How to evaluate the following improper integral : $$\int_0^{+\infty}\frac{x\sin x}{x^2+1}\,dx$$ I have tried integration by parts and variable substitution, but it didn't work.

  • $\begingroup$ Wolfram says this. Maybe you know those functions and can find a way to get there. Otherwise just know the definite integral is given by Wolfram as $\frac{\pi}{2e}$. $\endgroup$
    – MickG
    Oct 21, 2014 at 10:15
  • $\begingroup$ This is a very difficult one, just as MickG showed ! $\endgroup$ Oct 21, 2014 at 10:26
  • 1
    $\begingroup$ Duplicate of this. Similar to this and this. Linked, by way of differentiation under the integral sign, to this, this, this, this, and this. $\endgroup$
    – Lucian
    Oct 21, 2014 at 11:52
  • $\begingroup$ possible duplicate of How would one evaluate $\int\frac{x\sin(x)}{x^2+1}$ over the real line? $\endgroup$
    – rogerl
    Oct 21, 2014 at 14:37

3 Answers 3


Since your integrand is even, this integral is equal to one half of $$ \int _{-\infty}^{\infty}\frac{x\sin x}{x^2+1}dx $$

This integral is the imaginary part of

$$ \int _{-\infty}^{\infty}\frac{x \cdot e^{ix}}{x^2+1}dx $$

This can be solved as the contour integral with contour a half disc of radius $R$ with base on the real axis, letting $R$ go to infinity. The integral along the arc goes to $0$ ( needs some showing ). The contour integral is equal to the residue at $x=i$, which is $e^{-1}\pi i$. So taking half the imaginary part, we get $\frac{\pi}{2e}$.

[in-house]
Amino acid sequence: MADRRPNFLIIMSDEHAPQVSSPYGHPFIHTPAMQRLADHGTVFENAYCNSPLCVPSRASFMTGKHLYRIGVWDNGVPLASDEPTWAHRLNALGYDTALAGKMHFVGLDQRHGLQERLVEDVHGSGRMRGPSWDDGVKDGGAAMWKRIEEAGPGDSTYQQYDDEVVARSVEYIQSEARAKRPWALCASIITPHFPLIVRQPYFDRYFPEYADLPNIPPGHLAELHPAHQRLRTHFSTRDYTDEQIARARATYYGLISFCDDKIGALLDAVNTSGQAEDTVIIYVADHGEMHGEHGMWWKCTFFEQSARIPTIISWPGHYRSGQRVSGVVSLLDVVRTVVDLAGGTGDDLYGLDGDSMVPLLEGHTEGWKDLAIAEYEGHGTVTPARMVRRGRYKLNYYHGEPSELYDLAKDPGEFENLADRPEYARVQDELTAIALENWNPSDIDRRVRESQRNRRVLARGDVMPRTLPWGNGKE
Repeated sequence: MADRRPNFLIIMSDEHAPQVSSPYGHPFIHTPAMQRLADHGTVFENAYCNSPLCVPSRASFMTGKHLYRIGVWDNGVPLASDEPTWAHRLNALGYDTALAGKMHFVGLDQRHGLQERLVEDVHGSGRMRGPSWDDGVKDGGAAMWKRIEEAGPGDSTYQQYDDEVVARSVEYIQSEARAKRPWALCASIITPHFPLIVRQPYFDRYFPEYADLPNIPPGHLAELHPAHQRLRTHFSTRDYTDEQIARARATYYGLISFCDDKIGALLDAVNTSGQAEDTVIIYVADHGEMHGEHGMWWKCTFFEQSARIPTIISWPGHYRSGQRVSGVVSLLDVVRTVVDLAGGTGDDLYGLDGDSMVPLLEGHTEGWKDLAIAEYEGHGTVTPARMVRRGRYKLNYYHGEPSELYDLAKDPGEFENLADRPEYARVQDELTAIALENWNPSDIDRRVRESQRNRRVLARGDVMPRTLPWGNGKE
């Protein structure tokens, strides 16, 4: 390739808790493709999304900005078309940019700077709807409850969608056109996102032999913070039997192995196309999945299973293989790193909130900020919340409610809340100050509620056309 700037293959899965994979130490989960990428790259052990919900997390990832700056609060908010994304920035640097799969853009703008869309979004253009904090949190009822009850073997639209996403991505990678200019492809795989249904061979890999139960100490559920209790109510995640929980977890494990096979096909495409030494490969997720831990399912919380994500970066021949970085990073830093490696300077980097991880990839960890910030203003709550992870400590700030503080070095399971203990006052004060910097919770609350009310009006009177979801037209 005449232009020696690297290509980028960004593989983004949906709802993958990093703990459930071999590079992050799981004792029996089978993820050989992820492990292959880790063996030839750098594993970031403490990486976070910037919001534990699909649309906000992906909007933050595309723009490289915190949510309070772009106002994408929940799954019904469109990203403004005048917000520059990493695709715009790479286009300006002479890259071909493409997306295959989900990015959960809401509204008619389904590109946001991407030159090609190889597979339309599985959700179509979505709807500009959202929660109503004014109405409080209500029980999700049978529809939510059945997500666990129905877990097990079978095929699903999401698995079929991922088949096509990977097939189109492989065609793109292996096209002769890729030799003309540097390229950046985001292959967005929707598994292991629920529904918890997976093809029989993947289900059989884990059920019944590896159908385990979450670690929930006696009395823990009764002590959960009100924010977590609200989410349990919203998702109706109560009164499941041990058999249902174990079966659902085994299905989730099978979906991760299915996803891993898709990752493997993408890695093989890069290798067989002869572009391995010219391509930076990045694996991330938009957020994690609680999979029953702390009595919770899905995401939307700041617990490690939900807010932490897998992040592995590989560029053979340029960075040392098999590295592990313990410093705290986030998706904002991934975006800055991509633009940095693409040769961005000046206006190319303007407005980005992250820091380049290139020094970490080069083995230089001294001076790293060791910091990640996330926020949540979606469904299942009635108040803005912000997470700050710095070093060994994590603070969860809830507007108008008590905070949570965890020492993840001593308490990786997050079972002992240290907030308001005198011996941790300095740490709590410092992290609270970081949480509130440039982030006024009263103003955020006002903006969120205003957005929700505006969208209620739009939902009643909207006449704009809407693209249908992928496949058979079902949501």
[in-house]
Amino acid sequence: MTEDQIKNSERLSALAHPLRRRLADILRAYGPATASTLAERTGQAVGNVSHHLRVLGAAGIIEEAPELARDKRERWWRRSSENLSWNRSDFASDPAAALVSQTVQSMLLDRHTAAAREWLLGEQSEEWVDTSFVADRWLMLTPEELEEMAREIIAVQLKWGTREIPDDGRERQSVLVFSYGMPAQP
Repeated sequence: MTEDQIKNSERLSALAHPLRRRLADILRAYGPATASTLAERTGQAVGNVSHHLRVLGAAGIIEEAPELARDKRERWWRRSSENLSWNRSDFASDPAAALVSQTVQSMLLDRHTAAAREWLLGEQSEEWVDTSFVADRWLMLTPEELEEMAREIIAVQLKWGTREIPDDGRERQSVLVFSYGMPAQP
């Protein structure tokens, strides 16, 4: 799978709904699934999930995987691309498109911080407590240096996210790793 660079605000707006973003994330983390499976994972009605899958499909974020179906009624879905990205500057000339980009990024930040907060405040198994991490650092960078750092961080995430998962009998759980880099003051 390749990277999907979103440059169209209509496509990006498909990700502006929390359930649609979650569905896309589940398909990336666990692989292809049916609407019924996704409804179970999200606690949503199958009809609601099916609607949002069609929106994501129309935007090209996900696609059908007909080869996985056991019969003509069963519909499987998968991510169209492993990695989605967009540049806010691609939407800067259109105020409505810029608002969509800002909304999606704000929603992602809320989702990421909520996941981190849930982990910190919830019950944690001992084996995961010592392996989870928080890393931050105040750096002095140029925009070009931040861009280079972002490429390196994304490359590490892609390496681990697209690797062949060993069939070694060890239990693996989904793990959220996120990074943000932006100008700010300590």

• $\begingroup$ I was about to say the same thing. I do wonder though why a person would be doing an integral that requires contours but wouldn't recognize this as one that could/should be done in that way. +1 $\endgroup$ Oct 21, 2014 at 10:32

Using the result from this OP: Integral evaluation $\int_{-\infty}^{\infty}\frac{\cos (ax)}{\pi (1+x^2)}dx$. We have \begin{equation} \int_0^\infty\frac{\cos ax}{1+x^2}\,dx=\frac{\pi}{2}e^{-|a|} \end{equation} Thus, our integration is simply \begin{align} \int_0^\infty\frac{x\sin x}{1+x^2}\,dx&=-\lim_{a\to1}\partial_a\int_0^\infty\frac{\cos ax}{1+x^2}\,dx\\ &=-\frac{\pi}{2}\lim_{a\to1}\partial_a\left[e^{-|a|}\right]\\ &=\frac{\pi}{2e} \end{align}

  • $\begingroup$ I think you miss a "-" in front of $\lim_{a\rightarrow1}$. $\endgroup$ Oct 21, 2014 at 11:47
  • $\begingroup$ @AlfredChern Thanks again. Edited... (✿◠‿◠) $\endgroup$ Oct 21, 2014 at 11:50

According to the residue theory,

$$ \int_0^{+\infty}\frac{1}{s^2+x^2}\mathrm{d}x=\frac{\pi}{2s} ~ , ~ I(\alpha)=\int_0^{+\infty}\frac{x\sin \alpha x}{1+x^2}\mathrm{d}x $$

Laplace transform:

\begin{align} \mathcal{L}\left[ I(\alpha)\right] &= \int_0^{+\infty}\frac{x}{1+x^2}\cdot \frac{x}{s^2+x^2}\mathrm{d}x \\ &= \int_0^{+\infty}\frac{x^2+1-1}{1+x^2} \cdot \frac{1}{s^2+x^2} \mathrm{d}x \\ &= \int_0^{+\infty}\frac{1}{s^2+x^2} \mathrm{d}x - \int_0^{+\infty}\frac{1}{1+x^2} \cdot \frac{1}{s^2+x^2} \mathrm{d}x \\ &= \int_0^{+\infty}\frac{1}{s^2+x^2} \mathrm{d}x - \frac{1}{s^2-1}\int_0^{+\infty}\left( \frac{1}{1+x^2} - \frac{1}{s^2+x^2} \right) \mathrm{d}x \\ &= \frac{\pi}{2} \cdot \frac{1}{s+1} \end{align}

Inverse transform:

$$\mathcal{L}^{-1}\left[ I(\alpha)\right] = \frac{\pi}{2}e^{-\alpha} \Longrightarrow I(1)=\int_0^{+\infty}\frac{x\sin x}{1+x^2} \mathrm{d}x=\frac{\pi}{2e}$$


Not the answer you're looking for? Browse other questions tagged .